|Type Anti-aircraft gun|
In service 1937–45
Wars World War II
|Place of origin Nazi Germany|
Used by Nazi Germany
The 10.5 cm FlaK 38 was a German anti-aircraft gun used during World War II by the Luftwaffe. An improved version was introduced as the 10.5 cm FlaK 39.
The Flak 38 was introduced as a competitor to the 8.8 cm FlaK 18. In this role it proved to be too heavy for field use while having roughly similar performance as the 88 mm, therefore it was used primarily in static mounts.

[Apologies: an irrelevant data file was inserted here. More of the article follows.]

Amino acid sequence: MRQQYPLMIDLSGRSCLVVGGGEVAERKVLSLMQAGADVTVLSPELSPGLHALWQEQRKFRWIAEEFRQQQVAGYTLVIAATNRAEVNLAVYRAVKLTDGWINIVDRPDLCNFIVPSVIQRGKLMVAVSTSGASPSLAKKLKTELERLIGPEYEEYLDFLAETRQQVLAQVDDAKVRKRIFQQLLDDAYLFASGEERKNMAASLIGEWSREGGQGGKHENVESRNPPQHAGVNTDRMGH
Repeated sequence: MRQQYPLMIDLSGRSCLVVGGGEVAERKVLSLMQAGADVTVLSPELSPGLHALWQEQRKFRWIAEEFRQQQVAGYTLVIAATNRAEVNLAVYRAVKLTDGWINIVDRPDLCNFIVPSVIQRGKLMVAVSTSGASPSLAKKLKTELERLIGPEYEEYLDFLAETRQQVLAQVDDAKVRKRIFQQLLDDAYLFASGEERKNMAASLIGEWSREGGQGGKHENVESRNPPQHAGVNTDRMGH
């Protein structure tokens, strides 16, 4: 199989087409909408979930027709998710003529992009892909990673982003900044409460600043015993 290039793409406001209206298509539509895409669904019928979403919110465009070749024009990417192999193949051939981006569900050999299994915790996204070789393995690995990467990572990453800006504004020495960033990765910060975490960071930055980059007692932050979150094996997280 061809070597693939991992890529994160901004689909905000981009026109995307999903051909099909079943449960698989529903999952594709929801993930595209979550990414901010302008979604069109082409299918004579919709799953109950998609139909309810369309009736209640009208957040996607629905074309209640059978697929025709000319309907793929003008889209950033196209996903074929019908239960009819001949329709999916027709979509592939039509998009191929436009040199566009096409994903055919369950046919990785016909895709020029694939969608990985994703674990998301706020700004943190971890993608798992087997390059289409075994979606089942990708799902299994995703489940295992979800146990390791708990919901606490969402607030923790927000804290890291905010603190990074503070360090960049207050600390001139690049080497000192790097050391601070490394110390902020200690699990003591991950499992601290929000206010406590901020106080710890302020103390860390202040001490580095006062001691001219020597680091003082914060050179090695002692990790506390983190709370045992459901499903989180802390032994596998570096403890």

The Flak 39 was an improved version, which replaced the electrical gun laying system with a mechanical one.
The 10.5 cm SK C/33 was used by the Kriegsmarine, the German Navy. Related to the Flak 38, it was installed on the Bismarck and Scharnhorst classes of battleships as well as the Deutschland- and Admiral Hipper-class cruisers.
They were mounted in pairs on an electrically powered tri-axial mounting, intended to compensate for the motion of the ship and maintain a lock onto the intended target. The mounting was not properly waterproofed as the mountings were open to the weather and sea swell, resulting in a high maintenance burden.